Thalidomide embryopathy

an enigmatic challenge

Research output: Contribution to journalLiterature review

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Abstract

Thalidomide remains one of the world’s most notorious drugs due to the severe birth defects it induced in children between 1957 and 1962. Yet, to some this drug is a lifesaver, as it now enjoys renaissance in the treatment for a wide range of conditions including leprosy, multiple myeloma, Behcet’s disease, and some cancers. However, thalidomide has also been linked to causing a new generation of thalidomide survivors in Brazil, where the drug is used to treat leprosy. Surprisingly how thalidomide causes birth defects and how it acts in the treatment of clinical conditions are still far from clear. In the past decade great strides in our understanding of the actions of the drug, as well as molecular targets, have been made. The purpose of this review is to look at the recent work carried out into understanding how thalidomide causes birth defects, it’s molecular targets and the challenges that remain to be elucidated. These challenges include identifying clinically relevant but nonteratogenic forms of the drug, and the mechanisms underlying phocomelia and species specificity.
Original languageEnglish
Article number241016
Number of pages18
JournalISRN Developmental Biology
Volume2013
DOIs
Publication statusPublished - 2013

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Fetal Diseases
Thalidomide
Pharmaceutical Preparations
Leprosy
Ectromelia
Species Specificity
Behcet Syndrome
Multiple Myeloma
Brazil
Therapeutics
Neoplasms

Cite this

Thalidomide embryopathy : an enigmatic challenge. / Vargesson, Neil.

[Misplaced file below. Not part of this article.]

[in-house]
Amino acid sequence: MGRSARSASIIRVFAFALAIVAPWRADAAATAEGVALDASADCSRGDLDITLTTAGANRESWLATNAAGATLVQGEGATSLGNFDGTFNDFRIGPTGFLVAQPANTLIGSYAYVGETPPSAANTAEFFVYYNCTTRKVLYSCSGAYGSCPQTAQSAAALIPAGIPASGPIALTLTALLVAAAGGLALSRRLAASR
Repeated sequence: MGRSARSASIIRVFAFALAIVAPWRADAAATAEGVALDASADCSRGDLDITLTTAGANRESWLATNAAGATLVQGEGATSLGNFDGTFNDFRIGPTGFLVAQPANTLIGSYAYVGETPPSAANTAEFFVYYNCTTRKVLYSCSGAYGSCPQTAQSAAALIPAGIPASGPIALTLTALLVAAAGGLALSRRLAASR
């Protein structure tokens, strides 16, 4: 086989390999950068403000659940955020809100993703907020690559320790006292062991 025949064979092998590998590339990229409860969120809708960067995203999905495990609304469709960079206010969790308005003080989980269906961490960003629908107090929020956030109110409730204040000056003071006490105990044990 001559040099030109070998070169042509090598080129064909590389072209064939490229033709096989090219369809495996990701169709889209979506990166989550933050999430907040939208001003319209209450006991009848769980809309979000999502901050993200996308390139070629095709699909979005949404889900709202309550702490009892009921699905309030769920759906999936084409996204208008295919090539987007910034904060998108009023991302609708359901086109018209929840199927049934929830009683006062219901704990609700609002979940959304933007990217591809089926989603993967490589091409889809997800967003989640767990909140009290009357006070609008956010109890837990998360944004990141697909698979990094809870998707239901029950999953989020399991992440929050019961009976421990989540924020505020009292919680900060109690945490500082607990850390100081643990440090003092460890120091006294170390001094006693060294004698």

In: ISRN Developmental Biology, Vol. 2013, 241016, 2013.

Research output: Contribution to journalLiterature review

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abstract = "Thalidomide remains one of the world’s most notorious drugs due to the severe birth defects it induced in children between 1957 and 1962. Yet, to some this drug is a lifesaver, as it now enjoys renaissance in the treatment for a wide range of conditions including leprosy, multiple myeloma, Behcet’s disease, and some cancers. However, thalidomide has also been linked to causing a new generation of thalidomide survivors in Brazil, where the drug is used to treat leprosy. Surprisingly how thalidomide causes birth defects and how it acts in the treatment of clinical conditions are still far from clear. In the past decade great strides in our understanding of the actions of the drug, as well as molecular targets, have been made. The purpose of this review is to look at the recent work carried out into understanding how thalidomide causes birth defects, it’s molecular targets and the challenges that remain to be elucidated. These challenges include identifying clinically relevant but nonteratogenic forms of the drug, and the mechanisms underlying phocomelia and species specificity.",
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